Wet kits
Wet kits are basically the same as dry kits, except for the fact that while spraying nitrous, they also spray fuel. Wet kits use a fogger nozzle (named as such because it helps to mix the nitrous and fuel together while injecting). The fogger nozzle is mounted in the same place as the dry kit, six inches upstream from the throttle body. These kits use at least two solenoids, one for nitrous and one for fuel. Obviously, they're a little more difficult to install, but not as difficult as one might think. (it really just requires fuel system work and running new return lines and such... plus drilling into places some people are kinda afraid to drill into, in case they mess up). The principle is to rectify the uneven distribution of dry kits. It's still not perfectly even distribution of the mixture (as the fuel is more dense and heavier than the nitrous) but it works a little better than the dry kits to help prevent detonation. think of a wet kit as just added insurance for your motor.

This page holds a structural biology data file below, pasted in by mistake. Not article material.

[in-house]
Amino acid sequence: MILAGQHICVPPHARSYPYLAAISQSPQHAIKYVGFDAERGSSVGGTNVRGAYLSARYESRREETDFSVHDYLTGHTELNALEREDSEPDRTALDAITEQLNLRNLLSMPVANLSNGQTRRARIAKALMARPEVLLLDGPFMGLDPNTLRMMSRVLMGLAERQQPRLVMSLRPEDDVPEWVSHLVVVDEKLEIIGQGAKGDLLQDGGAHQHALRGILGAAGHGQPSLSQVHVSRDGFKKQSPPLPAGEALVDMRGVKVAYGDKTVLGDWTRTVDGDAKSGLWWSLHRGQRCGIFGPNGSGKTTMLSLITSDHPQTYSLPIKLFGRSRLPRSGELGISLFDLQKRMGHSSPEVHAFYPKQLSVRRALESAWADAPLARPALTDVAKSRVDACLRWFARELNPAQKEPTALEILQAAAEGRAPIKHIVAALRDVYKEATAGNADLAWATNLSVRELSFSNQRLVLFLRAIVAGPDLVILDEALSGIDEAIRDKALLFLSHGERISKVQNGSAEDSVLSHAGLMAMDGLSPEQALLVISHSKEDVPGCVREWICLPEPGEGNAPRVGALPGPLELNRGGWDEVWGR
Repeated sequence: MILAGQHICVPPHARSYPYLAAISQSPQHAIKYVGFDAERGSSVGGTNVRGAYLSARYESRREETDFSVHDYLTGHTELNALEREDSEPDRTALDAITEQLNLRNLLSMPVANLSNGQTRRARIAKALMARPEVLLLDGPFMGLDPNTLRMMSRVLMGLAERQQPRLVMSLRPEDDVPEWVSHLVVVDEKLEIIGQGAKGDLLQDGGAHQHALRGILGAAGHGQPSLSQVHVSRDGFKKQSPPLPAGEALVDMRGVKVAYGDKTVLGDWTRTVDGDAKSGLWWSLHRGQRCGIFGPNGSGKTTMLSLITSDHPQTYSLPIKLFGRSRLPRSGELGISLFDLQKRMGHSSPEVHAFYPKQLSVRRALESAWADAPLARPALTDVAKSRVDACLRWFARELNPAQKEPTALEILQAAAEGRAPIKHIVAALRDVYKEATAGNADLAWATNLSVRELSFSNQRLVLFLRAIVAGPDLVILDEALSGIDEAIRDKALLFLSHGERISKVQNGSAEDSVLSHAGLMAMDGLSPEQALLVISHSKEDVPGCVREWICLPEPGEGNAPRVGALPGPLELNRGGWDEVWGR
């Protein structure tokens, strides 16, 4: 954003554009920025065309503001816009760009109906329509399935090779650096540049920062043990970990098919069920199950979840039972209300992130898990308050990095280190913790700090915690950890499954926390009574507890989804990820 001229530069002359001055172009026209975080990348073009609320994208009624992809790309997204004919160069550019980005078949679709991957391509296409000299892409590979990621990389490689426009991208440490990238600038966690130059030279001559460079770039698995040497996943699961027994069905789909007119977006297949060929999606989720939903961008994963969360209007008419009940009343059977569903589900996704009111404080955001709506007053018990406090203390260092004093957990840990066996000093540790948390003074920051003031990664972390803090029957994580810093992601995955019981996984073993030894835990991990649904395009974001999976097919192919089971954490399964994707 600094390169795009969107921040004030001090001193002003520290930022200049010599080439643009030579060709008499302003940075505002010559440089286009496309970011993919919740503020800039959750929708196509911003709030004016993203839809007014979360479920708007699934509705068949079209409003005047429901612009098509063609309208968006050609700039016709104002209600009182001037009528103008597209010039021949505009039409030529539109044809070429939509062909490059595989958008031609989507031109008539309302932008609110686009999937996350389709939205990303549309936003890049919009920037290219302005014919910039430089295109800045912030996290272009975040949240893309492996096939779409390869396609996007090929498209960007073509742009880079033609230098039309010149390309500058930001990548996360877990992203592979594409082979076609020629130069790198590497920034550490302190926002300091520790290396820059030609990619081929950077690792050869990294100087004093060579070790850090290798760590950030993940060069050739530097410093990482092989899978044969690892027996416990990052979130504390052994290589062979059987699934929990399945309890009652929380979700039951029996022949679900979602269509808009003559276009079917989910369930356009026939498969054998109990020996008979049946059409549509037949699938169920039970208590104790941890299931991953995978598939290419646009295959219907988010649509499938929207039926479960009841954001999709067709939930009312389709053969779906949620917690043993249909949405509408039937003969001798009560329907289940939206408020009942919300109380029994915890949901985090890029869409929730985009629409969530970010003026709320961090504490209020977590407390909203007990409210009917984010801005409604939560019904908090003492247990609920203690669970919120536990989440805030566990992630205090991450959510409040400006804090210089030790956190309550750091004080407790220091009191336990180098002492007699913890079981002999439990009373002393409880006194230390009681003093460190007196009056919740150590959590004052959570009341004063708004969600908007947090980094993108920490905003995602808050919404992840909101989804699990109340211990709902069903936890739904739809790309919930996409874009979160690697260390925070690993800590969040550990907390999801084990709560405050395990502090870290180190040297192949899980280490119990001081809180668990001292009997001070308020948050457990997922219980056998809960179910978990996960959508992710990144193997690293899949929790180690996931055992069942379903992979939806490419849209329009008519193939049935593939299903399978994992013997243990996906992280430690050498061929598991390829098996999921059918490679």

Other types of injection
these include direct port systems and plate systems, amongst a few less standard injection theory kits. these kits are designed to inject nitrous and fuel together, evenly, into each cylinder individually. I wont really go into much detail on these kits, cause they're installation is time consuming and much more work than the previous two... plus, it's a good idea to do some real motorwork with these kits as there's no point in using one of these kits if you just want a light hp increase. A lot of work goes into a kit of such stature, and shouldn't really be discussed here.

What should I do before running nitrous?
This really depends on what size shot you want to run. First you'll need to run a compression test and be sure all your numbers are within spec. Second, familiarize yourself with spark plug heat ranges and also how to read them to determine combustion productivity (i.e. how well your ignition is working on burning the mixture). When you've done all that, now you can start building your nitrous powered motor.

For a 50 shot or less, all you really need is a set of colder plugs (one step colder than stock). On H22 motors, the stock plugs are a six heat range, colder goes up in number, so you'll need a set of 7 heat range. You can keep everything else how it is, including ignition timing.

For 60 shots, again you'll need the colder plugs and you'll want to retard your ignition timing by a degree or two.